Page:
Reverend and the Makers frontman John McClure reveals classic track is actually about a child having gender dysphoria

Emma Powys Maurice October 3, 2020
bookmarking iconSAVE FOR LATER
Reverend and the Makers

Reverend and the Makers performing live at Carling Academy for Liverpool Sound City (Mark McNulty/Photoshot/Getty)

The frontman of English rock band Reverend and the Makers has revealed that the 2009 song ‘Mermaid’ was written about a child struggling with gender dysphoria.

Jon “The Reverend” McClure, lead vocalist of the Sheffield-based band, casually disclosed the truth behind his much-loved song in a tweet on Friday (October 2).

“I wrote this 13 years ago about my friends kid who had gender dysphoria,” they wrote, tagging the transgender children’s charity Mermaids.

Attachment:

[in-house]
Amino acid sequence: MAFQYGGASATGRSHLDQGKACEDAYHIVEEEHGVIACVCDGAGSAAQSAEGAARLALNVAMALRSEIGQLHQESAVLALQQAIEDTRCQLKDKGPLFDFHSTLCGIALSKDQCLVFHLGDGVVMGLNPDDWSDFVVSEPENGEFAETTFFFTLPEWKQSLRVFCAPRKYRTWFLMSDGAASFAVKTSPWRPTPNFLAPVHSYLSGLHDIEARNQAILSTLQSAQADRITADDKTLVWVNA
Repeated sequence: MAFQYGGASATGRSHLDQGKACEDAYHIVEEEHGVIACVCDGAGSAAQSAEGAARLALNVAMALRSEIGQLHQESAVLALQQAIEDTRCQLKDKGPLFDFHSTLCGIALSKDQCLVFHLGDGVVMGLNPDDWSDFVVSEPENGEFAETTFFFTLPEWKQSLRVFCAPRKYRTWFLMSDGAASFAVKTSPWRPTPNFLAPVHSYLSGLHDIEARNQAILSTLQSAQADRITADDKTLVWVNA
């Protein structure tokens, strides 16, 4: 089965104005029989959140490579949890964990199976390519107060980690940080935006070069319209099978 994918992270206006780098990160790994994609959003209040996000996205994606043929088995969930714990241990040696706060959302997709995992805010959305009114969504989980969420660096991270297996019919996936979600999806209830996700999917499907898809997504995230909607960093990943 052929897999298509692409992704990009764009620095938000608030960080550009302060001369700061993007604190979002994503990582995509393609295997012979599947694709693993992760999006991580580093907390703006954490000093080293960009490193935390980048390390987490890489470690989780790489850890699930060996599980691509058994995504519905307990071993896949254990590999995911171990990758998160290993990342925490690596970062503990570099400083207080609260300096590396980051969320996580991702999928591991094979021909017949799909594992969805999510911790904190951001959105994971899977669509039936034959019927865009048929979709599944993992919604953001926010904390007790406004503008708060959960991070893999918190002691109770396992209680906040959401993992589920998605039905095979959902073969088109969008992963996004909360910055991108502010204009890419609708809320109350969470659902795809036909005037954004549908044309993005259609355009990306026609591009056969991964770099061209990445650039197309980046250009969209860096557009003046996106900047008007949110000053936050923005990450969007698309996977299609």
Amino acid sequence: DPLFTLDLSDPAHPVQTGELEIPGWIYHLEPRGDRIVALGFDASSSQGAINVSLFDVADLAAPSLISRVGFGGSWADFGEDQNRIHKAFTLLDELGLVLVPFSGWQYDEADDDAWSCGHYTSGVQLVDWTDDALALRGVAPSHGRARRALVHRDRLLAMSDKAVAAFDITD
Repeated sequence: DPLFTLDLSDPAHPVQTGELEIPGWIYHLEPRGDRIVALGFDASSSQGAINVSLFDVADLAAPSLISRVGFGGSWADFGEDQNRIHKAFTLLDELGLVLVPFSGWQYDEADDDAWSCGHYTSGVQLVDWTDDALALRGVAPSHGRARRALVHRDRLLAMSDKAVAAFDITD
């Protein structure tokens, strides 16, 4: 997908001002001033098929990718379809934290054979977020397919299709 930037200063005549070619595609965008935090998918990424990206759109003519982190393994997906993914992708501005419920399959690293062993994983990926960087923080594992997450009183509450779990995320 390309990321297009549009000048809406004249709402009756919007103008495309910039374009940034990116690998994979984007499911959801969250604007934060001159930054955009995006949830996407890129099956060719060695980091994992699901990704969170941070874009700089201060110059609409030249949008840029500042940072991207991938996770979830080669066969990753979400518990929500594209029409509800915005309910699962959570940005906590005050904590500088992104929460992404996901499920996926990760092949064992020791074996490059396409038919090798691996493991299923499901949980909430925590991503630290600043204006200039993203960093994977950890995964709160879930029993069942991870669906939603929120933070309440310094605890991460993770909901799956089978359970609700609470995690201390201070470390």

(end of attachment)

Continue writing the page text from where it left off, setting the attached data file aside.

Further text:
A closer look at the lyrics reveals clear transgender overtones, beginning with the chorus itself: “There’s no escaping from / The man it seems that I’ve become / Despite the fact that we are one / I turn my back and I try and run away.”

The song continues: “Don’t make me put ’em on / The trousers you bought yesterday / Probably won’t fit me anyway / If I close my eyes and I hope that I might change.”

And if listeners are left in any doubt, the next verse makes it pretty clear: “There’s nowhere I can run / To beat the taunts that you find fun / And to be the daughter and not the son / I wonder if that’s what you really crave.”

Mermaids was thrilled to learn of the song’s true meaning. “Wait… we did not know this!” they tweeted back. Wow @Reverend_Makers, this rocks. All these years we’ve had an anthem and we didn’t know it!”

And the reaction from within the trans community was even stronger.

“Rev – every time you tweet you go up in my estimations – thank you,” wrote one happy parent, adding: “@Mermaids_Gender deserve all the help and plaudits they get.”



More: gender dysphoria, mermaids, trans kids

Swipe sideways to view more posts!


Loading ...